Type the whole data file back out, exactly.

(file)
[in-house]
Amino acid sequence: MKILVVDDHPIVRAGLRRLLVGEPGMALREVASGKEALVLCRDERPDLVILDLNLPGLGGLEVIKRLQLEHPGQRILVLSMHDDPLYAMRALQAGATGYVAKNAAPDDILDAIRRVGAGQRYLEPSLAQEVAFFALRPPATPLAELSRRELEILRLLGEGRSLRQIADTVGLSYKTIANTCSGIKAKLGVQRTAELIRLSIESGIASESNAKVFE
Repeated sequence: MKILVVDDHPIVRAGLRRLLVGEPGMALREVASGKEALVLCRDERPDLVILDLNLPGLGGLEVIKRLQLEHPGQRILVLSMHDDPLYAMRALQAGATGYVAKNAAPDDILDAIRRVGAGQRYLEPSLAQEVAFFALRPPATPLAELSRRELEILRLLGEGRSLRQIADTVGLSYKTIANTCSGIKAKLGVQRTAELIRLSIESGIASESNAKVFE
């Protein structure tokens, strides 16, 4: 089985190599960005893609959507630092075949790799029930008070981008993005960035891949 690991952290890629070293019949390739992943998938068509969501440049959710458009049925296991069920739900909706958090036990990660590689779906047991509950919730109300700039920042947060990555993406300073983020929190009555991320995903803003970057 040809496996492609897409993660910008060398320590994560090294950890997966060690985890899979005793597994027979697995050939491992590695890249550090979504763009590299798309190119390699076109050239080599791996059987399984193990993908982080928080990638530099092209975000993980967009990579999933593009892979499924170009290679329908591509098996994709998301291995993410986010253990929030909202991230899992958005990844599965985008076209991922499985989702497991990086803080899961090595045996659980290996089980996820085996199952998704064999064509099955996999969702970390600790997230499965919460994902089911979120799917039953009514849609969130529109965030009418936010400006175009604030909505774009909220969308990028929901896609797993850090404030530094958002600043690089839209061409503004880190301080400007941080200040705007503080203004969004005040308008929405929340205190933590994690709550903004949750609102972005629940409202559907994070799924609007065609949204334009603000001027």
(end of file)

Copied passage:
[in-house]
Amino acid sequence: MKILVVDDHPIVRAGLRRLLVGEPGMALREVASGKEALVLCRDERPDLVILDLNLPGLGGLEVIKRLQLEHPGQRILVLSMHDDPLYAMRALQAGATGYVAKNAAPDDILDAIRRVGAGQRYLEPSLAQEVAFFALRPPATPLAELSRRELEILRLLGEGRSLRQIADTVGLSYKTIANTCSGIKAKLGVQRTAELIRLSIESGIASESNAKVFE
Repeated sequence: MKILVVDDHPIVRAGLRRLLVGEPGMALREVASGKEALVLCRDERPDLVILDLNLPGLGGLEVIKRLQLEHPGQRILVLSMHDDPLYAMRALQAGATGYVAKNAAPDDILDAIRRVGAGQRYLEPSLAQEVAFFALRPPATPLAELSRRELEILRLLGEGRSLRQIADTVGLSYKTIANTCSGIKAKLGVQRTAELIRLSIESGIASESNAKVFE
């Protein structure tokens, strides 16, 4: 089985190599960005893609959507630092075949790799029930008070981008993005960035891949 690991952290890629070293019949390739992943998938068509969501440049959710458009049925296991069920739900909706958090036990990660590689779906047991509950919730109300700039920042947060990555993406300073983020929190009555991320995903803003970057 040809496996492609897409993660910008060398320590994560090294950890997966060690985890899979005793597994027979697995050939491992590695890249550090979504763009590299798309190119390699076109050239080599791996059987399984193990993908982080928080990638530099092209975000993980967009990579999933593009892979499924170009290679329908591509098996994709998301291995993410986010253990929030909202991230899992958005990844599965985008076209991922499985989702497991990086803080899961090595045996659980290996089980996820085996199952998704064999064509099955996999969702970390600790997230499965919460994902089911979120799917039953009514849609969130529109965030009418936010400006175009604030909505774009909220969308990028929901896609797993850090404030530094958002600043690089839209061409503004880190301080400007941080200040705007503080203004969004005040308008929405929340205190933590994690709550903004949750609102972005629940409202559907994070799924609007065609949204334009603000001027």